Vice Admiral Peter Maxwell Compston was a Naval pilot who led a flight in the battleship Anson to provide 'deep field' support for wartime Arctic convoys. Born on September 12 1915 and educated at Epsom College. After a brief sojourn in the Army, he was commissioned into the RAF as an Acting Pilot Officer in August 1936, serving with No. 72 fighter squadron at Church Fenton. Confirmed in the rank in June 1937, he joined No. 70 bomber squadron at Dibhan in Iraq. He joined the Navy as a Sub Lt (A) in 1938, with his RAF seniority in the rank.
Compston's first Fleet Air Arm squadron, in June 1938, was No. 822, flying Fairey Swordfish torpedo bombers from the carrier HMS Furious. In August, he joined the Fleet Air Arm training squadron at RAF Gosport and in November underwent a short course to qualify as an air gunnery officer. His next carrier was Argus, first in the Home Fleet and then in 1939 based at Toulon as deck landing training carrier in the Mediterranean Fleet.
In February 1940, Compston joined No. 810 naval air squadron, flying Fairey Swordfish torpedo-bombers from the carrier Ark Royal in the Mediterranean, and in the Norwegian campaign from April to June. After a period ashore at HMS Merlin, the naval air station at Donibristle, Fife, in February 1942 he took command of zno. 700 squadron's flight of Walrus amphibians in the battleship Anson, flagship of the 2nd Battle Squadron, Home Fleet, providing "deep field" support for the Arctic convoys. In 1943 Compston went to HMS Cormorant II, at North Front airfield, Gibraltar, which provided a transit base and aircraft support for the amphibious landings in the Mediterranean in 1943 and 1944. His next appointment, in October 1944, was to the carrier Vengeance. He was on board for her commissioning in January 1945 and her trials but did not go out in her to join the British Pacific Fleet.
Instead, he went to HMS Flycatcher, at Middle Wallop, to organise the establishment of Mobile Naval Air Bases (MONABs) in support of the British Pacific Fleet. There were eventually 10 MONABs, in Australia, the Admiralty Islands and Hong Kong. Compston transferred to a regular RN commission in 1945 and joined the carrier Warrior, serving with the Royal Canadian Navy. Thereafter, he always considered himself an honorary Canadian.
In 1948, Compston joined the light fleet fleet carrier Theseus as air gunnery officer, for a most successful commission, first as flagship of the 3rd Aircraft Carrier Squadron, Home Fleet, and then in 1950 taking part in the Korean War. From October 1950 until April 1951, Theseus's aircraft flew over 3,440 sorties on 86 flying days, attacking shore targets. Compston was mentioned in despatches and was one of several officers promoted out of the ship.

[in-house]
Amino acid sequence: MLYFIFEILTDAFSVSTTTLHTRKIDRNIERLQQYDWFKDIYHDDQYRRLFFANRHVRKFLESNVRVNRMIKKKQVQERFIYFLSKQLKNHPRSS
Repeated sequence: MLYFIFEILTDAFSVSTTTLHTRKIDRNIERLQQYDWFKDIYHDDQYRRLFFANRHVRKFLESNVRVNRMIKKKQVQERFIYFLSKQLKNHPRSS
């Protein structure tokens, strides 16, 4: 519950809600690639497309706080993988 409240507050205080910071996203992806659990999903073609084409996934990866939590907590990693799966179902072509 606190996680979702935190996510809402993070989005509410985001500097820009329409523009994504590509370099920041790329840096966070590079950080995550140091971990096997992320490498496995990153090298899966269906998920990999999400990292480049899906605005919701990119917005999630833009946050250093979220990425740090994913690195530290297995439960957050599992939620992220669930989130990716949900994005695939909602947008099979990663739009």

From 1951 to 1953, Compston was on the Directing Staff of the RN Staff College. He was promoted Captain in 1955, when he had his first sea command, the destroyer Orwell, and as Captain (D) Plymouth. After a year at the Imperial Defence College, he was Naval Attaché in Paris, 1960-62.
In November 1962 Compston took command of the fleet carrier Victorious, which he always thought the high point of his naval career. He commissioned her in June 1963 and she sailed for the Far East in August with Buccaneer strike aircraft of No. 801 Squadron and Sea Vixen all-weather fighters of No. 893 embarked. Victorious's aircraft, operating for prolonged periods in Borneo and along the coasts of Malaya, played an important, if largely unsung, part in the 1960s "Confrontation" between Indonesia and Malaysia.
In 1964, there were mutinies in the armies of the newly independent countries of Uganda and Kenya, and in Tanzania (formerly Tanganyika), where President Nyerere asked for British help. Once again, the presence of Victorious's aircraft eased a tense situation.
Compston was promoted rear admiral out of the ship and went to Washington in 1965 as Chief of British Naval Staff and Naval Attaché. In 1967-68 he was Flag Officer Flotillas, Western Fleet. His final appointment before retirement in 1970 was as Nato Deputy Supreme Allied Commander, Atlantic. He was appointed CB in 1967 and advanced to KCB in 1970. His talents as a diplomat and strategist ably supported by his socially skilful wife Angela, were much in evidence on his final tour.
In retirement, Compston was Life Vice President of the RNLI and proved to be one of the most successful fund-raisers in their history. He married first, in 1939, Valerie Bocquet; they had a son and a daughter. The marriage was dissolved and he married secondly, in 1953, Angela Brickwood, who died in 1994.
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